Bill Kelly wrote:
>> engine can do this for you.  After all, it is the job of the programming 
>> language to make programming easier for us, is it not?
> 
> Is it worth noting that the article at
> http://perlmonks.org/index.pl?node_id=502408
> indicates:
> 
>   - a performance penalty is incurred for keeping track of the
>     "have we been here before" state;
> 
>   - the solution doesn't cover all regexps, so some regexps
>     can still produce exponential backtracking.
> 
> ?
> 
> 
> The Perl guys seem to feel the trade-off was worth it.  Maybe
> so.  But it doesn't seem 100% clear cut to me.

The important point is that the performance penalty is linear: those
matches that get slower will get slower by a constant factor. But: this
penalty will prevent an *exponential* slowdown in many, typical cases. I
have not waited how long Ruby would have taken in the simple example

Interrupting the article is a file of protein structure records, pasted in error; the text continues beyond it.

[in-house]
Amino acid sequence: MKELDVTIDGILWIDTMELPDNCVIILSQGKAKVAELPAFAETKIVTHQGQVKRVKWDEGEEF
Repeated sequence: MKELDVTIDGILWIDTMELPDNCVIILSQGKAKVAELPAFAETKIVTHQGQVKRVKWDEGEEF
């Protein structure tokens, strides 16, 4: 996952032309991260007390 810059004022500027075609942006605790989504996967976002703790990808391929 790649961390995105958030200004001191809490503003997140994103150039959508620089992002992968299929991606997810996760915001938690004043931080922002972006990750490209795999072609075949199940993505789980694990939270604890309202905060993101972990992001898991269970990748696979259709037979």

case I gave, but the slowdown was already more than 2000-fold when I
killed it -- much much more than the performance penalty would ever be.

Regarding the example: yes this is an extremely easy example meant for
illustration only. However, with complex hand-crafted regular
expressions or with automatically generated ones the same effect can
arise when it is much more complicated or even impossible to find an
equivalent regular expression that does not show the exponential
slowdown.

Exponentional slowdown can be an extremely bad thing, rendering an
application practically unusable. So I would say, the trade-off is
definitely worth it. Even if it cannot prevent *all* pathological cases
(my feeling is that most pathological cases that occur in practice *can*
be prevented though).

-- 
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